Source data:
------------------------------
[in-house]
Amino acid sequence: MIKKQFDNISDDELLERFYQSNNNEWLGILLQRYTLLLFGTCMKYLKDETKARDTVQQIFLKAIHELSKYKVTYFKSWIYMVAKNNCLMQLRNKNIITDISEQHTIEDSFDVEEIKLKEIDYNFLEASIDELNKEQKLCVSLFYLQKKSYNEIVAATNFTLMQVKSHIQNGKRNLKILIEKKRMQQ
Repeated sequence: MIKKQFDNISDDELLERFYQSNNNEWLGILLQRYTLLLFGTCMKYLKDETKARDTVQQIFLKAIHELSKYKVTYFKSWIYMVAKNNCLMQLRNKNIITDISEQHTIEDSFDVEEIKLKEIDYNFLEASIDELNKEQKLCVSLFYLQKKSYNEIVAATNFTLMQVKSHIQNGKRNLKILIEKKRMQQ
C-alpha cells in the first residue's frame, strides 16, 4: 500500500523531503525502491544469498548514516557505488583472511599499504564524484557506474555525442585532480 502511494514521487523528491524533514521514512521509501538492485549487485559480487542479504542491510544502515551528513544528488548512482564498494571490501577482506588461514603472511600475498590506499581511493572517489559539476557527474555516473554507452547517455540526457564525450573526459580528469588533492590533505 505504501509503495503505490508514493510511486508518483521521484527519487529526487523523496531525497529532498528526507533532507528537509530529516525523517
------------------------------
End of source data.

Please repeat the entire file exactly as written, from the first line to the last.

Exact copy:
[in-house]
Amino acid sequence: MIKKQFDNISDDELLERFYQSNNNEWLGILLQRYTLLLFGTCMKYLKDETKARDTVQQIFLKAIHELSKYKVTYFKSWIYMVAKNNCLMQLRNKNIITDISEQHTIEDSFDVEEIKLKEIDYNFLEASIDELNKEQKLCVSLFYLQKKSYNEIVAATNFTLMQVKSHIQNGKRNLKILIEKKRMQQ
Repeated sequence: MIKKQFDNISDDELLERFYQSNNNEWLGILLQRYTLLLFGTCMKYLKDETKARDTVQQIFLKAIHELSKYKVTYFKSWIYMVAKNNCLMQLRNKNIITDISEQHTIEDSFDVEEIKLKEIDYNFLEASIDELNKEQKLCVSLFYLQKKSYNEIVAATNFTLMQVKSHIQNGKRNLKILIEKKRMQQ
C-alpha cells in the first residue's frame, strides 16, 4: 500500500523531503525502491544469498548514516557505488583472511599499504564524484557506474555525442585532480 502511494514521487523528491524533514521514512521509501538492485549487485559480487542479504542491510544502515551528513544528488548512482564498494571490501577482506588461514603472511600475498590506499581511493572517489559539476557527474555516473554507452547517455540526457564525450573526459580528469588533492590533505 505504501509503495503505490508514493510511486508518483521521484527519487529526487523523496531525497529532498528526507533532507528537509530529516525523517